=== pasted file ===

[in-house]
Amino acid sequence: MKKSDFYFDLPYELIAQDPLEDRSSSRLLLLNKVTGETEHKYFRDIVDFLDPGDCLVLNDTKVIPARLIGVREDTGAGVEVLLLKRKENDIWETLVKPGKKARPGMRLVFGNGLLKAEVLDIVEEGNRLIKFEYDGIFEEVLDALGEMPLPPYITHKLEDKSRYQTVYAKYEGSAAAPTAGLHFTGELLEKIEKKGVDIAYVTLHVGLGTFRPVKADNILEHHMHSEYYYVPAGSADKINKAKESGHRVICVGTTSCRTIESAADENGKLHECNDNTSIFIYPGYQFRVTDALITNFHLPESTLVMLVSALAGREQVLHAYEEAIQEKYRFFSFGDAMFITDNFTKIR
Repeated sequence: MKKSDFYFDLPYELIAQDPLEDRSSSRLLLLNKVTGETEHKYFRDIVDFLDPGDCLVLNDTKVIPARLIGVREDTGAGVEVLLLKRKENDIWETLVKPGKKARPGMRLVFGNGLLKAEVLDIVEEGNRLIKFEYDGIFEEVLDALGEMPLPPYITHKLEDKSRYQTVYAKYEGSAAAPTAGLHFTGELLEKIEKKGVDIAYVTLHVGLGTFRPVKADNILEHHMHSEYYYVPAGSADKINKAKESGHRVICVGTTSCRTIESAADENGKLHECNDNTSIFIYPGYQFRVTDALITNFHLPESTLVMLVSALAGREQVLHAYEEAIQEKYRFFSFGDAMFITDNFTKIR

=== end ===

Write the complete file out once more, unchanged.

[in-house]
Amino acid sequence: MKKSDFYFDLPYELIAQDPLEDRSSSRLLLLNKVTGETEHKYFRDIVDFLDPGDCLVLNDTKVIPARLIGVREDTGAGVEVLLLKRKENDIWETLVKPGKKARPGMRLVFGNGLLKAEVLDIVEEGNRLIKFEYDGIFEEVLDALGEMPLPPYITHKLEDKSRYQTVYAKYEGSAAAPTAGLHFTGELLEKIEKKGVDIAYVTLHVGLGTFRPVKADNILEHHMHSEYYYVPAGSADKINKAKESGHRVICVGTTSCRTIESAADENGKLHECNDNTSIFIYPGYQFRVTDALITNFHLPESTLVMLVSALAGREQVLHAYEEAIQEKYRFFSFGDAMFITDNFTKIR
Repeated sequence: MKKSDFYFDLPYELIAQDPLEDRSSSRLLLLNKVTGETEHKYFRDIVDFLDPGDCLVLNDTKVIPARLIGVREDTGAGVEVLLLKRKENDIWETLVKPGKKARPGMRLVFGNGLLKAEVLDIVEEGNRLIKFEYDGIFEEVLDALGEMPLPPYITHKLEDKSRYQTVYAKYEGSAAAPTAGLHFTGELLEKIEKKGVDIAYVTLHVGLGTFRPVKADNILEHHMHSEYYYVPAGSADKINKAKESGHRVICVGTTSCRTIESAADENGKLHECNDNTSIFIYPGYQFRVTDALITNFHLPESTLVMLVSALAGREQVLHAYEEAIQEKYRFFSFGDAMFITDNFTKIR